Written by: Greg Pak
Art by: Chris Sprouse, Scott Koblish & Stefano Landini
Published by: Marvel Comics
Chronology Placement: Set a few months after “The Empire Strikes Back”
This single-issue storyline explores a post-Empire Strikes Back version of Luke Skywalker, aware of his father’s identity and vulnerable to the influence of the Dark Side. Greg Pak explores the similarities between Luke and his father, Anakin, as the two Skywalkers are seen as heroes by the ordinary soldiers on the battlefields. The opening sequence with Luke helping take down an Imperial Refining Platform, replete with KX-security droids, feels reminiscent of Anakin’s adventures during the Clone Wars. Further establishing the parallels between the two Jedi is Emperor Palpatine, who lurks in the background attempting to same seduction of Luke that he once did to Anakin. Ultimately it is Luke’s pure heart and optimism that prevails, echoing the same results when the pair eventually clash in Return of the Jedi.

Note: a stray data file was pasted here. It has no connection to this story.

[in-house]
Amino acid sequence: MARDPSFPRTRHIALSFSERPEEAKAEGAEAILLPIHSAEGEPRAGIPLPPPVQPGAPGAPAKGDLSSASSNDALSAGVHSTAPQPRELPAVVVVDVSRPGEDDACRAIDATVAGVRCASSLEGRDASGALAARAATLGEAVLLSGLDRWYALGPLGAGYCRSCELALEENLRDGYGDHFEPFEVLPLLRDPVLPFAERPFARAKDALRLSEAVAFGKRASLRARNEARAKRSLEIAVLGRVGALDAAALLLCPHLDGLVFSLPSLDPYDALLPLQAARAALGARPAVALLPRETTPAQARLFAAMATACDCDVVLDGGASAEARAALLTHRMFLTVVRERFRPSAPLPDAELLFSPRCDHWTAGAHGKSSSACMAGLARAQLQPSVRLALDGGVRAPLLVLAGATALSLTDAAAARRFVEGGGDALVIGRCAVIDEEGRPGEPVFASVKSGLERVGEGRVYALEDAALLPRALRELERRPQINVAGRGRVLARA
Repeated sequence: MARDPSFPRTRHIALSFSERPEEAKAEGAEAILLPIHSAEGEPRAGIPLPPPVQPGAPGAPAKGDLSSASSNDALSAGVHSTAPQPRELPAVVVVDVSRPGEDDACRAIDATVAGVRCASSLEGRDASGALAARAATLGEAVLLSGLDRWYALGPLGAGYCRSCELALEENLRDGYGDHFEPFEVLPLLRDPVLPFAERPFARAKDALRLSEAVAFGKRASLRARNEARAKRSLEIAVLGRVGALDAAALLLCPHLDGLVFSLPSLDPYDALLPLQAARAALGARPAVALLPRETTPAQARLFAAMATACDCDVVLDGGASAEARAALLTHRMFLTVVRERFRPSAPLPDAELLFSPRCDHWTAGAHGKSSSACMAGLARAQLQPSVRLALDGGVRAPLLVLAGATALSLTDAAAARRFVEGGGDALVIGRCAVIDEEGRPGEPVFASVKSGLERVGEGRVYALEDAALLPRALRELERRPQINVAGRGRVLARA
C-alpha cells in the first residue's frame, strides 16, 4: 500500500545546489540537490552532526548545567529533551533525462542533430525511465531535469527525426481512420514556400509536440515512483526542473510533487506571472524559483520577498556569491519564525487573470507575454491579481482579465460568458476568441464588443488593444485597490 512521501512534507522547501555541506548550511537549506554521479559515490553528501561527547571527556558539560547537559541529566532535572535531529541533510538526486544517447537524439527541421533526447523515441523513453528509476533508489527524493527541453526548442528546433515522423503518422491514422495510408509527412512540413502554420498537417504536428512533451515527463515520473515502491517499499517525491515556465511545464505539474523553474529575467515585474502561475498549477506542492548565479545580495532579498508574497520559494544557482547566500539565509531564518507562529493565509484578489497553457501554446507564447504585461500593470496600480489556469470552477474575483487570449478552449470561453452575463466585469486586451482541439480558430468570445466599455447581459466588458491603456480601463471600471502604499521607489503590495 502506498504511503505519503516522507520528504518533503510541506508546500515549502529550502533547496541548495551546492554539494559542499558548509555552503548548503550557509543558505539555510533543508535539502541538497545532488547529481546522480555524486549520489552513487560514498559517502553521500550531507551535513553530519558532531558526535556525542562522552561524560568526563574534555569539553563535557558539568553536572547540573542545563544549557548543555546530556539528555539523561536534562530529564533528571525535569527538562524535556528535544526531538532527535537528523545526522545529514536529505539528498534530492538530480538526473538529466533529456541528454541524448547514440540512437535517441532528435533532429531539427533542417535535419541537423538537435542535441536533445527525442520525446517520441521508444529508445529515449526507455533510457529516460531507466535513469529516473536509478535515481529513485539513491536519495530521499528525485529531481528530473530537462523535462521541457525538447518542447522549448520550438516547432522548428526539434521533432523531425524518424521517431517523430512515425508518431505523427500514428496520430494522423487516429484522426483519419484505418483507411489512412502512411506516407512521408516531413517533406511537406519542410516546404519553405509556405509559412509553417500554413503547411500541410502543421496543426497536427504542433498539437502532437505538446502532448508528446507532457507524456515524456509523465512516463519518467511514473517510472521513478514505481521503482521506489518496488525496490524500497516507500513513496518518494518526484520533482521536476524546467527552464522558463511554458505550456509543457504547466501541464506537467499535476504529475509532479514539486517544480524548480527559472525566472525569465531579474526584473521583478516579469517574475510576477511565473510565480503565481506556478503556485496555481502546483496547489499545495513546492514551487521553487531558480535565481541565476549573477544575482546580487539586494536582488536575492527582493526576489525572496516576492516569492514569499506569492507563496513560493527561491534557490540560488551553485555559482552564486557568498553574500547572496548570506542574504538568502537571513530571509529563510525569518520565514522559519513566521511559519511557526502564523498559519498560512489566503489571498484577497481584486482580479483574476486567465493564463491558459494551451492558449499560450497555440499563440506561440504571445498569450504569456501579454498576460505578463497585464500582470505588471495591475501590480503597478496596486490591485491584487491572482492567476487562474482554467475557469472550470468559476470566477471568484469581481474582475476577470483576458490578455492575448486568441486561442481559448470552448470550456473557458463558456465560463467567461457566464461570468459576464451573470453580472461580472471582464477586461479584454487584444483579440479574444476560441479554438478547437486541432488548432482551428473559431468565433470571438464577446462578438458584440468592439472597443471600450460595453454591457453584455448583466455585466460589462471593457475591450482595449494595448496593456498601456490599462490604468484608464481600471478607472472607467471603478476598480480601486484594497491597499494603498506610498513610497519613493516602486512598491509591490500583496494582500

For some reason this issue features three different artists, which naturally results in a rather disjointed narrative as some of the art styles included differ greatly. Independently each artist provides some great artwork, but it is the combination of the disparate styles that ultimately weakens the issue. I really enjoyed Chris Sprouse’s style after seeing it in Age of Rebellion – “Han Solo” and he captures Mark Hamill’s likeness here really well. Likewise, Scott Koblish and Stefano Landini produce equally awesome artwork, but it feels more cartoon-like compared to Sprouse’s work and creates a bit of disconnect for the reader. Presumably there was an issue with deadlines and timings behind-the-scenes resulting in the need for a shared workload across the issue.
While this issue is focused on Luke Skywalker, we spend most of the time viewing the character through the eyes of others, such as Palpatine or the Pau’an Rebel Major. My favourite sequence was the glimpse at a life for Luke Skywalker if he decided to leave the rebellion and instead start a family – it’s interesting to note that Palpatine attempts to manipulate Luke with the same ‘dream’ that his father desired. Overall, this is a fascinating comparison between father and son – highlighting both the similarities and the differences between Luke and Anakin Skywalker.
Score – ★★★
Star Wars: Age of Rebellion – “Luke Skywalker” is available in a digital format from Comixology and Amazon, or collected in the trade paperback, “Star Wars: Age of Rebellion – Heroes”, which is also available from Comixology and Amazon.